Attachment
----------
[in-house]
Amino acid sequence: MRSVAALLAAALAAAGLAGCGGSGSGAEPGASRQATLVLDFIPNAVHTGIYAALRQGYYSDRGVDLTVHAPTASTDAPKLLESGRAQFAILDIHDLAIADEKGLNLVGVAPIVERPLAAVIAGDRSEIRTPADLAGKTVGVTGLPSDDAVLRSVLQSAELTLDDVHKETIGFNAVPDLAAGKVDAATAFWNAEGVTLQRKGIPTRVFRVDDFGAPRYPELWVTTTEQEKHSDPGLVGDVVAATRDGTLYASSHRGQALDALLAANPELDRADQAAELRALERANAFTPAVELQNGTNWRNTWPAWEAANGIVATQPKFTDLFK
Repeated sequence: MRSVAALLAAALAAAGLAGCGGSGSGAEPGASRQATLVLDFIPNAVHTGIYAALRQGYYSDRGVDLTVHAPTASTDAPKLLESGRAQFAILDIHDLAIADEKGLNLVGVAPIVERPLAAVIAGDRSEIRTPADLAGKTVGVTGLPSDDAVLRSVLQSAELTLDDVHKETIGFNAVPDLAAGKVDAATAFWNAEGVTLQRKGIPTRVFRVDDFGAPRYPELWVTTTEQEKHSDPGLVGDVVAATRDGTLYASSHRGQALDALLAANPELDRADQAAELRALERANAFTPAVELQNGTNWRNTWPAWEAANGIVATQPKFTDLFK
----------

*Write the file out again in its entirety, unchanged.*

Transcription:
[in-house]
Amino acid sequence: MRSVAALLAAALAAAGLAGCGGSGSGAEPGASRQATLVLDFIPNAVHTGIYAALRQGYYSDRGVDLTVHAPTASTDAPKLLESGRAQFAILDIHDLAIADEKGLNLVGVAPIVERPLAAVIAGDRSEIRTPADLAGKTVGVTGLPSDDAVLRSVLQSAELTLDDVHKETIGFNAVPDLAAGKVDAATAFWNAEGVTLQRKGIPTRVFRVDDFGAPRYPELWVTTTEQEKHSDPGLVGDVVAATRDGTLYASSHRGQALDALLAANPELDRADQAAELRALERANAFTPAVELQNGTNWRNTWPAWEAANGIVATQPKFTDLFK
Repeated sequence: MRSVAALLAAALAAAGLAGCGGSGSGAEPGASRQATLVLDFIPNAVHTGIYAALRQGYYSDRGVDLTVHAPTASTDAPKLLESGRAQFAILDIHDLAIADEKGLNLVGVAPIVERPLAAVIAGDRSEIRTPADLAGKTVGVTGLPSDDAVLRSVLQSAELTLDDVHKETIGFNAVPDLAAGKVDAATAFWNAEGVTLQRKGIPTRVFRVDDFGAPRYPELWVTTTEQEKHSDPGLVGDVVAATRDGTLYASSHRGQALDALLAANPELDRADQAAELRALERANAFTPAVELQNGTNWRNTWPAWEAANGIVATQPKFTDLFK